Saudi Arabia

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File:Flag of Saudi Arabia—as of now.png
Flag of Saudi Arabia—as of now.

The Kingdom of Saudi Arabia, KSA (Arabic: المملكة العربية السعودية‎, al-Mamlaka al-ʻArabiyya as-Suʻūdiyya), is an Arab country and the largest country of the Arabian Peninsula. It is bordered by Jordan on the northwest, Iraq on the north and northeast, Kuwait, Qatar, Bahrain, and the United Arab Emirates on the east, Oman on the southeast, and Yemen on the south. The Persian Gulf lies to the northeast and the Red Sea to its west. It has an estimated population of 27.6 million, and its size is approximately 2,150,000 square kilometres (830,000 sq mi). Saudi Arabia is an absolute monarchy; many decisions are subject to royal discretion.

The Kingdom is sometimes called "The Land of the Two Holy Mosques" in reference to Mecca and Medinah, the two holiest places in Islam. In English, it is most commonly referred to as Saudi Arabia. The current Kingdom was founded by Abdul-Aziz bin Saud, whose efforts began in 1902 when he captured the Al-Saud’s ancestral home of Riyadh, and culminated in 1932 with the proclamation and recognition of the Kingdom of Saudi Arabia, though its national origins go back as far as 1744 with the establishment of the First Saudi State.

Saudi Arabia is the world's leading petroleum exporter. Petroleum exports fuel the Saudi economy. Oil accounts for more than 90 percent of exports and nearly 75 percent of government revenues, facilitating the creation of a welfare state for citizens, which the government has found difficult to fund during periods of low oil prices. Saudi Arabia is often called, along with Russia, an energy superpower. Human rights groups such as Amnesty International and Human Rights Watch have repeatedly expressed concern about the state of human rights in Saudi Arabia, although these concerns have been dismissed by the Saudi government.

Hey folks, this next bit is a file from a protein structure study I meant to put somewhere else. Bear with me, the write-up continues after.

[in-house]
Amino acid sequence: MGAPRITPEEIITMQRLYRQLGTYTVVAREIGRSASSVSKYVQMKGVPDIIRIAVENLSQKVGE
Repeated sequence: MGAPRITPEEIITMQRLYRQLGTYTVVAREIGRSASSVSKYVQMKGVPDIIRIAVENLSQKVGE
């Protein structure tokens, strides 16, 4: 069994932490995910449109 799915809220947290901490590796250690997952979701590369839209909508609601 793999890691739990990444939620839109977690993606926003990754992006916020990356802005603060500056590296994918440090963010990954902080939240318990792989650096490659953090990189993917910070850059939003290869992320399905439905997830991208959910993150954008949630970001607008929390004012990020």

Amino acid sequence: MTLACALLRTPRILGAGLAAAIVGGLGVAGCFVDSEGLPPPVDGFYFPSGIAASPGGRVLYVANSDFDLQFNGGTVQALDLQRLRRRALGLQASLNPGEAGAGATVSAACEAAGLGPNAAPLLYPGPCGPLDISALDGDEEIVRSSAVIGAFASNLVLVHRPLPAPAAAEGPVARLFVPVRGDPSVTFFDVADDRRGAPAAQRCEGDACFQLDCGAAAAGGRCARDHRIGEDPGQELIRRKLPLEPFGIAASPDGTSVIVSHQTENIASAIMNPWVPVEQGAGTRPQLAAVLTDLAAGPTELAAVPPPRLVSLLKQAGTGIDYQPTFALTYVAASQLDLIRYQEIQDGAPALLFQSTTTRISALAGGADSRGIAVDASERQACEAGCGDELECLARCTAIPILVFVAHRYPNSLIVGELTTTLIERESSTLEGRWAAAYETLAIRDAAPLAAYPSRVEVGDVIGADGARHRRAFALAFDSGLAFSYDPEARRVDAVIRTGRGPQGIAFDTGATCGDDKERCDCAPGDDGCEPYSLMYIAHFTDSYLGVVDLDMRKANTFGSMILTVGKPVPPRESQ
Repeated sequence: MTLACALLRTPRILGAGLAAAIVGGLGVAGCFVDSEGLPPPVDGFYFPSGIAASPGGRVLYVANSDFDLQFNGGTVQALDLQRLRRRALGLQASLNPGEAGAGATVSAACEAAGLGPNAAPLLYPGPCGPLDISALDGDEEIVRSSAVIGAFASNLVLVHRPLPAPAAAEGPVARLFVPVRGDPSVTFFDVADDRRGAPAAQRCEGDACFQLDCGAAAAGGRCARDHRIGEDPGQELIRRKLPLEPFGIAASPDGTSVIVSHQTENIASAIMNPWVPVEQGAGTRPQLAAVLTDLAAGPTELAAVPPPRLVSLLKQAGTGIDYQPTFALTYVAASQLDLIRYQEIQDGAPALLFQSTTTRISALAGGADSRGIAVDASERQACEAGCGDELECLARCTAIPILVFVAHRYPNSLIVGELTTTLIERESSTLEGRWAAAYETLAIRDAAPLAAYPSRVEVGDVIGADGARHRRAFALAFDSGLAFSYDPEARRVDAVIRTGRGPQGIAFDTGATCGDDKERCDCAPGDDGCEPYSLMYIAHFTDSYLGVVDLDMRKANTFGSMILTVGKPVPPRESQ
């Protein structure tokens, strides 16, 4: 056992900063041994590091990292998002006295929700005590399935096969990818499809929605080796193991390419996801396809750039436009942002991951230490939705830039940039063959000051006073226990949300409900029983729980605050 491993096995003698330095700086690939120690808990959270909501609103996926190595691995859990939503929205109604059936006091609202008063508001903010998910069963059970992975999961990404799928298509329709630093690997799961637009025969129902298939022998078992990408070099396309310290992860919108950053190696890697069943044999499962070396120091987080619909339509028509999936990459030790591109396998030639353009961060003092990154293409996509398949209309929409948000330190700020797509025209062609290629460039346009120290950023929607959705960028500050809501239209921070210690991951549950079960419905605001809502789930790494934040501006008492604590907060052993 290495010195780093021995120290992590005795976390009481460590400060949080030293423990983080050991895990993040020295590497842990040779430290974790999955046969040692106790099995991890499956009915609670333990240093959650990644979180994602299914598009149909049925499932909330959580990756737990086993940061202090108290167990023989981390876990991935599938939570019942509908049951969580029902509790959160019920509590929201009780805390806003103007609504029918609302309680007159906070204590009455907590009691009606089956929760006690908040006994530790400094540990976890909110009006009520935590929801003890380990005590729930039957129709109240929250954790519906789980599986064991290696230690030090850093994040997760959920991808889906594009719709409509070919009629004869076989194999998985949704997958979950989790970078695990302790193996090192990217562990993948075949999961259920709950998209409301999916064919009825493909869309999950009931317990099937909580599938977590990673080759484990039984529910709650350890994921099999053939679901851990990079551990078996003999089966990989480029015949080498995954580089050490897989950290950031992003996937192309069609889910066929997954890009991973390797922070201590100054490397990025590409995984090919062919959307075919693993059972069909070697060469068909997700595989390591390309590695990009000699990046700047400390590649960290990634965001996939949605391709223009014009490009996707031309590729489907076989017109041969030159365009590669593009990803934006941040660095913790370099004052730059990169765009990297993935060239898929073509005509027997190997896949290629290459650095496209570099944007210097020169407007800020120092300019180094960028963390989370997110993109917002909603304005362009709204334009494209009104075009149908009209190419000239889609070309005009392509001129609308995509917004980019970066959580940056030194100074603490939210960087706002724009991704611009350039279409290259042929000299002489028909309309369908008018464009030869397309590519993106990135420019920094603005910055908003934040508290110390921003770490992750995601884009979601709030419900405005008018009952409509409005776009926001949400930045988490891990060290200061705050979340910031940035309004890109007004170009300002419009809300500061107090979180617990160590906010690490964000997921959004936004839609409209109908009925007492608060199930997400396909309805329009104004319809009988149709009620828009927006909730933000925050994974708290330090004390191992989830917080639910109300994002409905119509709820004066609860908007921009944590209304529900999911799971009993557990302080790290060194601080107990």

The United States and Saudi Arabia are allies despite the totalitarian nature of the kingdom. They have strong mutual interests related to oil and a mutual enemy in Iran. Opposition to the influence of the United States and its activities in Saudi Arabia are part of the basis of the Islamist opposition of Al-Qaeda to the Saudi monarchy.


Working class

Much of the work in Saudi Arabia is done by skilled workers and professional experts from Europe and the United States, although liberal opportunities to further higher education have been taken advantage of by many Saudis who work in the petroleum industry. Much of the menial labor, particularly domestic work, is done by guest workers, many from South Asia. There is a small number of illegal immigrants, mainly from Africa.[1] There are about 5 million foreign workers in Saudi Arabia, mostly in menial jobs. A work permit is required. Efforts by the Saudi government to reduce the number of illegal immigrants resulted in unrest in November, 2013.[2]

Notes and references

  1. "Foreigners and Police Clash in Saudi Capital; 2 Dead" article by The Associated Press in The New York Times November 10, 2013
  2. "After Clashes With Saudis, Laborers Opt to Go Home" article by Ben Hubbard in The New York Times November 10, 2013

External links and further reading


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